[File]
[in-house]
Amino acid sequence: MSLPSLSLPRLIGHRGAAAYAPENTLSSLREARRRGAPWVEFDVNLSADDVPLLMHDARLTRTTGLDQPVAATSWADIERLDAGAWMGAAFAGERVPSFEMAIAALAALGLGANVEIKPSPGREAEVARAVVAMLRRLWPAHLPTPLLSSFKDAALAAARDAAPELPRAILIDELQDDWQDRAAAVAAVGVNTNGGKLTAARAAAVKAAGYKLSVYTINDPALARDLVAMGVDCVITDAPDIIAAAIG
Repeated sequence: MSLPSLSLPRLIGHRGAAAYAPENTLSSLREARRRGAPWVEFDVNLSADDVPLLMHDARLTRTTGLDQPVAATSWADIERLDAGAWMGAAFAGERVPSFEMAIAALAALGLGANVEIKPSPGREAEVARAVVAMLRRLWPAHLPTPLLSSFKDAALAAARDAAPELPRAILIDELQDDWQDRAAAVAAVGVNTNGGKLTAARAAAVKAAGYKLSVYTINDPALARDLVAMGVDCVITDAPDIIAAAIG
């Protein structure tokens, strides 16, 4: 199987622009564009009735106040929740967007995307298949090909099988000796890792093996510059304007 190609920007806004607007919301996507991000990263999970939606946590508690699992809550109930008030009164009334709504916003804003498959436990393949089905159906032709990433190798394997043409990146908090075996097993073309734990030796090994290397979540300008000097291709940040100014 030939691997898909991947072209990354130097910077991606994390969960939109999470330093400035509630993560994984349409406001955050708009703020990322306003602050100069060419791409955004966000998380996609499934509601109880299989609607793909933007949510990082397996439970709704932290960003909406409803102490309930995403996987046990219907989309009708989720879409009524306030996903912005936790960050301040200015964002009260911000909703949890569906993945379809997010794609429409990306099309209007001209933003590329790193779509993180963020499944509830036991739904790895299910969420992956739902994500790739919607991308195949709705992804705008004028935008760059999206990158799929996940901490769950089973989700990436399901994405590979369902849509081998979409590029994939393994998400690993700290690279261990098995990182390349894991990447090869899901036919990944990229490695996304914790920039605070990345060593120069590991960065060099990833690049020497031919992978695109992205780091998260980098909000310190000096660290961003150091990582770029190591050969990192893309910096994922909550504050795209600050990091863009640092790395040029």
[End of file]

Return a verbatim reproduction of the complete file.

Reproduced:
[in-house]
Amino acid sequence: MSLPSLSLPRLIGHRGAAAYAPENTLSSLREARRRGAPWVEFDVNLSADDVPLLMHDARLTRTTGLDQPVAATSWADIERLDAGAWMGAAFAGERVPSFEMAIAALAALGLGANVEIKPSPGREAEVARAVVAMLRRLWPAHLPTPLLSSFKDAALAAARDAAPELPRAILIDELQDDWQDRAAAVAAVGVNTNGGKLTAARAAAVKAAGYKLSVYTINDPALARDLVAMGVDCVITDAPDIIAAAIG
Repeated sequence: MSLPSLSLPRLIGHRGAAAYAPENTLSSLREARRRGAPWVEFDVNLSADDVPLLMHDARLTRTTGLDQPVAATSWADIERLDAGAWMGAAFAGERVPSFEMAIAALAALGLGANVEIKPSPGREAEVARAVVAMLRRLWPAHLPTPLLSSFKDAALAAARDAAPELPRAILIDELQDDWQDRAAAVAAVGVNTNGGKLTAARAAAVKAAGYKLSVYTINDPALARDLVAMGVDCVITDAPDIIAAAIG
């Protein structure tokens, strides 16, 4: 199987622009564009009735106040929740967007995307298949090909099988000796890792093996510059304007 190609920007806004607007919301996507991000990263999970939606946590508690699992809550109930008030009164009334709504916003804003498959436990393949089905159906032709990433190798394997043409990146908090075996097993073309734990030796090994290397979540300008000097291709940040100014 030939691997898909991947072209990354130097910077991606994390969960939109999470330093400035509630993560994984349409406001955050708009703020990322306003602050100069060419791409955004966000998380996609499934509601109880299989609607793909933007949510990082397996439970709704932290960003909406409803102490309930995403996987046990219907989309009708989720879409009524306030996903912005936790960050301040200015964002009260911000909703949890569906993945379809997010794609429409990306099309209007001209933003590329790193779509993180963020499944509830036991739904790895299910969420992956739902994500790739919607991308195949709705992804705008004028935008760059999206990158799929996940901490769950089973989700990436399901994405590979369902849509081998979409590029994939393994998400690993700290690279261990098995990182390349894991990447090869899901036919990944990229490695996304914790920039605070990345060593120069590991960065060099990833690049020497031919992978695109992205780091998260980098909000310190000096660290961003150091990582770029190591050969990192893309910096994922909550504050795209600050990091863009640092790395040029």